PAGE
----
A cursory listen to the band’s God Alone EP is to bear witness to an inversion of the aforementioned soup of influences and events, the sound of a genre’s understanding of itself expanding from the inside out: black-metal’s excesses, the introspection of shoegaze, the leaner rhythmic elements of various dance subgenres and post-punk, flourishes of folk and scintillating passages of technical metal, jazz and math-rock influence. It’s as well-informed musically as it is hectic. Speaking to this writer for Cork’s The Echo newspaper, Mullane outlined just how this all works. “I suppose for the first two releases, we were like, ‘let’s just do some post-metal and see what happens’. There were elements of dancey stuff and influences we’d later flesh out, but for this one, now, we’d tend to just get mad into one band or movie, and write a load of stuff, slap it all together, and say, ‘yeah, this is grand’. We got mad into Foals’ first album, and the movie Black Dynamite, and, like, Basshunter for a while, and we were like, ‘yeah, that’s cool’.”
While mental health and changing musical times have been recurring themes for God Alone, there’s also no getting around the fact that, quite simply, they don’t look like metal archetypes: flinging comparatively slight statures around stage at velocity, draped in patterned shirts and speaking openly on social media of their gigs as opportunities to dance and confront one’s sadnesses openly, the band takes pleasure in subverting the toxic stoicism and gatekeeping that sometimes still afflicts the genre.
While not being angry people themselves, O’Driscoll explains the endgame of their music in this respect, and where they pull the wherewithal from themselves to create such demanding, taxing art. “The album was a concept album about mental health, and we used Our Lady’s as a place for those themes to exist. We’re not angry people ourselves, the sights around the northside, and mental health influence us to make music in general. It just happens to be “metal” that we make naturally. The toxic-masculinity thing inspired us, as it annoys us seeing all the metal bands in black and white, with big beards, looking angry, despite being normal lads, and being really, lovely, happy people. The angry masculine cloud that shadows metal needs to go, as it’s stopping people from expressing their actual personalities in their music, and just following the herd in being ‘angry and mysterious’.”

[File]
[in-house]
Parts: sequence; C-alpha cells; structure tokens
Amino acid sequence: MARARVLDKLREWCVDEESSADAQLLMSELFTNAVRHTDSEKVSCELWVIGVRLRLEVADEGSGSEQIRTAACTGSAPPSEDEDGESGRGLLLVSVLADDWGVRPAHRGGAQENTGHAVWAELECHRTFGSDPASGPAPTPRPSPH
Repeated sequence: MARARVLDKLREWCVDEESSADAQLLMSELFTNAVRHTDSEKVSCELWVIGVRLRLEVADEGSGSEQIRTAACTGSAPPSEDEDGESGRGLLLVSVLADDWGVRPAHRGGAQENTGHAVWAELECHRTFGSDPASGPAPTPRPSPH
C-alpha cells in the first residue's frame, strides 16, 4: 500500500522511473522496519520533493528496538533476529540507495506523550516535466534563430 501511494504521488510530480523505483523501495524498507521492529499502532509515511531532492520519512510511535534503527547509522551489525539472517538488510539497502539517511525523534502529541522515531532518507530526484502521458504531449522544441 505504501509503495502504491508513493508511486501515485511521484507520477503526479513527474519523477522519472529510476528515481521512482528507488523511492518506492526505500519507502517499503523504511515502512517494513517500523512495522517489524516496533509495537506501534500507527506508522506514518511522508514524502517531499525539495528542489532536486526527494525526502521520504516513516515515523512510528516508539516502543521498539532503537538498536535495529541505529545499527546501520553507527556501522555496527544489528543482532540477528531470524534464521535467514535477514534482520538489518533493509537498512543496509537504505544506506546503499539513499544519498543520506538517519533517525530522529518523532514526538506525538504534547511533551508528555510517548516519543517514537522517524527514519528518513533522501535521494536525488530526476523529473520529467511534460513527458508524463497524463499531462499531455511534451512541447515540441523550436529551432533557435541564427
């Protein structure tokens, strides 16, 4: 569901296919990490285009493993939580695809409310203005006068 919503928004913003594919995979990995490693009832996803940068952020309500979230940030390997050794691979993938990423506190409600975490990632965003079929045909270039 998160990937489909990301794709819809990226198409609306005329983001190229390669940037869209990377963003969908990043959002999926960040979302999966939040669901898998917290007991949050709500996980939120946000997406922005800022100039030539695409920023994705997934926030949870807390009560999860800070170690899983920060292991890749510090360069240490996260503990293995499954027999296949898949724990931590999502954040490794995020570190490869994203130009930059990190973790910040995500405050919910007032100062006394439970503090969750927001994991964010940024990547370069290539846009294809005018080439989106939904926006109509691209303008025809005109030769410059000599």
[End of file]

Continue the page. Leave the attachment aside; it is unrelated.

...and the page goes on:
Amid the tumult and circumstance of their newest extended-player’s release, the band has found time to do the rounds of international press, and criss-cross Ireland on the way to their first ever UK tour. As mentioned, their efforts reached Kerrang!, with the band featuring online, and in the outlet’s widely-read weekly print edition, while outlets as diverse as Metal Hammer, Bandcamp Daily and Hot Press have sung their praises in the recent past.
With a banner year under their belts, the band finishes 2019 up with a pair of Cork dates: this Saturday, the band supports seldom-seen prog metallers Yurt at Fred Zeppelin’s, alongside experimental duo Skellig; while Friday week sees them co-heft with Leeside post-hardcore godfathers Hope is Noise, and stated band influencers Horse at the Kino. Mullane takes the excitement in typically understated fashion, ahead of a 2020 that sees them set their sights on bigger and better things, including an appearance at Quarter Block Party,and gigs further afield. “It’s been a fair class year there, with the EP coming out, and stuff. The last few gigs will be class, and we’re happy to round up the year in such unreal company. It’s going to get very Christmassy (laughs).”
God Alone’s new self-titled EP is available now on godalone.bandcamp.com, and across all streaming services via Cosmonaut Music.
The band plays Fred Zeppelin’s this Saturday at 9pm, for the Xmas edition of the Paranoid Pit night, joining Cork sludgers Skellig in supporting rarely-seen Irish metallers YURT; and appear at The Kino on December 20th, supporting Hope is Noise and Horse.